Local Treasures with Pia: Teen and Kid Closet believes in dignity and great clothing for everyone

Spokane, Washington – There is a shop on East Sprague Avenue that’s quite exclusive: you can’t just walk in – you have to be referred – but once you get there all the nice, donated, clothes is free.

Co-founder Robyn Nance said one of the core values of Teen and Kid Closet is to treat the young shoppers with dignity and compassion.

“Kids are referred to us by an adult who knows them in a professional capacity. That can be a teacher, a doctor, or someone else who knows the family’s circumstances,” Nance said.

Teen and Kid Closet recently received funding from the Avista Foundation. Nance said that donation will go toward the purchase of basics – like socks and underwear.

The youth who gain access to Teen and Kids Closet have no money for even the most basic clothing – like socks or underwear – or they may be going through a difficult time because they’ve lost a family member, or perhaps recently entered a foster home.

“We contact the family, and we schedule a time for them to come and shop,” Nance said. “They get to choose their own things from the store, and everything they pick is free.”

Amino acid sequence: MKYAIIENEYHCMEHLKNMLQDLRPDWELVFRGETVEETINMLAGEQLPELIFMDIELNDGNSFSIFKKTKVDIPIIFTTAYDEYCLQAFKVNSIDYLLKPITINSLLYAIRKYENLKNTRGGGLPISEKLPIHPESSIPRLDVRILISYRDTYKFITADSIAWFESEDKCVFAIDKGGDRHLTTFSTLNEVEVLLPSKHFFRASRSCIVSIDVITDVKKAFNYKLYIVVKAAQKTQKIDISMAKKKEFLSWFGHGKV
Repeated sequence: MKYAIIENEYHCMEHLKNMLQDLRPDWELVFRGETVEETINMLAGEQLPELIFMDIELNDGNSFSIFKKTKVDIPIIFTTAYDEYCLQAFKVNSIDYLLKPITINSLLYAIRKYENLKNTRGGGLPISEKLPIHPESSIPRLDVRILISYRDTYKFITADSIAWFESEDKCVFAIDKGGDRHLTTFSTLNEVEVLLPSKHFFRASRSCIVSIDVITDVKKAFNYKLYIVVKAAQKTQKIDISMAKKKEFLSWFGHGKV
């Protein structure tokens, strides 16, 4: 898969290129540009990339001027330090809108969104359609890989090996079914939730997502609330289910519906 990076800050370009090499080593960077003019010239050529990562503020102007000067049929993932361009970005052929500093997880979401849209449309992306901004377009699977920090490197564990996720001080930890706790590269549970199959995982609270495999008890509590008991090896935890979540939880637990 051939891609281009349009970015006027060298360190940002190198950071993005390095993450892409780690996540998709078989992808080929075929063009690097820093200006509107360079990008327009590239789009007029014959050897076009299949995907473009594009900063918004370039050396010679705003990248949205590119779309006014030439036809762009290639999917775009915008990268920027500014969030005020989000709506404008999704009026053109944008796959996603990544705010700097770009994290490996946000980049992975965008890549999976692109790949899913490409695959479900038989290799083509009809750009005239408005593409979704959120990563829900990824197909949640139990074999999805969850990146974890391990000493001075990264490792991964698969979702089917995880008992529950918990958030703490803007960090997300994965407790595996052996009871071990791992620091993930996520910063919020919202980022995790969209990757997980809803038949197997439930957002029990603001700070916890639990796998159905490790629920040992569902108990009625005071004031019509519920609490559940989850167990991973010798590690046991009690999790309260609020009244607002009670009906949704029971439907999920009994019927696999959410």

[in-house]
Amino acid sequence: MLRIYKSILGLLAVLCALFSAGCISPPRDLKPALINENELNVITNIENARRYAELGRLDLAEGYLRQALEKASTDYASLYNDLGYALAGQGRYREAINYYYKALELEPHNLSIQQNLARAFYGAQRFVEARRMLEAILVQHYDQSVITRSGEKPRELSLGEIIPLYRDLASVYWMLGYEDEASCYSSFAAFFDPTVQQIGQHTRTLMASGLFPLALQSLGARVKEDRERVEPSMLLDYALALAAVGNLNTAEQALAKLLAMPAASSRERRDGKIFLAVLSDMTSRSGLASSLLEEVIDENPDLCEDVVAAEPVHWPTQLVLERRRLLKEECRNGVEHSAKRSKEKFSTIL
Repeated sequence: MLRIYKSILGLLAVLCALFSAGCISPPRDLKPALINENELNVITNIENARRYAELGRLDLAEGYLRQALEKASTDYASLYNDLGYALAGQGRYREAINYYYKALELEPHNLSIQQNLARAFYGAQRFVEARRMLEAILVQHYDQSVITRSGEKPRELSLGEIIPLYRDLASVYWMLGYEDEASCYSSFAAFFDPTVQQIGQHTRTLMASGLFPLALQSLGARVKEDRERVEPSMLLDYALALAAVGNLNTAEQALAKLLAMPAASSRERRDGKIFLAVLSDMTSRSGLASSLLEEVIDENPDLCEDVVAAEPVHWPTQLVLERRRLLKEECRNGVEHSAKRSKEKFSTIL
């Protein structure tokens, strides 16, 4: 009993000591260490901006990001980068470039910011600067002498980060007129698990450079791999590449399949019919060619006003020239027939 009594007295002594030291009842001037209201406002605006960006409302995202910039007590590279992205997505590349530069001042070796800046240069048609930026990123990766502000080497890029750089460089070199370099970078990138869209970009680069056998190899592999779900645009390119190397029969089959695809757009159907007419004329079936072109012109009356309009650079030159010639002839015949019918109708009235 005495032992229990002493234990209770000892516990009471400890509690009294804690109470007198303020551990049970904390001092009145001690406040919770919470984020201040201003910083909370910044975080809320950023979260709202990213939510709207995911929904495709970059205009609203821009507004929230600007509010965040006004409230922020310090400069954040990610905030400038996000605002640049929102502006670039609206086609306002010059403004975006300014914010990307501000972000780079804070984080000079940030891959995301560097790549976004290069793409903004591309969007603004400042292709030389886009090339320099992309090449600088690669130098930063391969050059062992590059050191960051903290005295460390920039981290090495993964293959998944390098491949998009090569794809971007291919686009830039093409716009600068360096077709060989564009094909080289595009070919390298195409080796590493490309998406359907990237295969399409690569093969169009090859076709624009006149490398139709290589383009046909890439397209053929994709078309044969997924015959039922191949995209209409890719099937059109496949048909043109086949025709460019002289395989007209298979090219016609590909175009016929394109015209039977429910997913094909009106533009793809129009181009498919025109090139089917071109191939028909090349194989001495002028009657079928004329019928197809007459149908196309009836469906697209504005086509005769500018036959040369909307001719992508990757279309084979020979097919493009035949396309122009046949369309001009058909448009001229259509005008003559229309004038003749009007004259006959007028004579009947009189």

Youth can pick through clothes and hygiene items, jewelry, shoes and jackets – anything it takes to make a whole outfit or two.

“They get a shopping list when they get here,” Nance said, “and our goal is for them to leave with a lot of great stuff that really fits. Our goal is that they feel really good when they leave.”

Teen and Kid Closet get donations of hygiene items from Project Beauty Share and other partners, but the basics are always in high demand.

“You know the stuff that teens really like: body wash, body sprays, any kind of makeup and jewelry,” Nance said. “That always goes really quickly.”

The clothes in the store are donated by the community, and then it’s sorted and carefully vetted by a dedicated group of volunteers.

“We encourage people to think really hard about what they give us,” Nance said. “We want people to ask themselves: is this really something a teen would wear?”

The Sprague Avenue store serves all of Eastern Washington and also North Idaho. Soon, a new location is opening in the old Northwood Junior Highschool in the Mead School District.

“We are really looking forward to that,” Nance said. “It’s not just for Mead students, it will become a resource center for everyone who lives in that area.”

At Avista, we recognize our unique position gives us the chance to contribute in an impactful way and make a real difference in people's lives. Since 2002, the Avista Foundation has made grants totaling over $13 million to organizations that support vulnerable and limited income populations, education, and economic and cultural vitality. For more information on grant applications and geographical areas covered, please visit avistafoundation.com.

Visit teenkidcloset.org to learn how to donate clothing.

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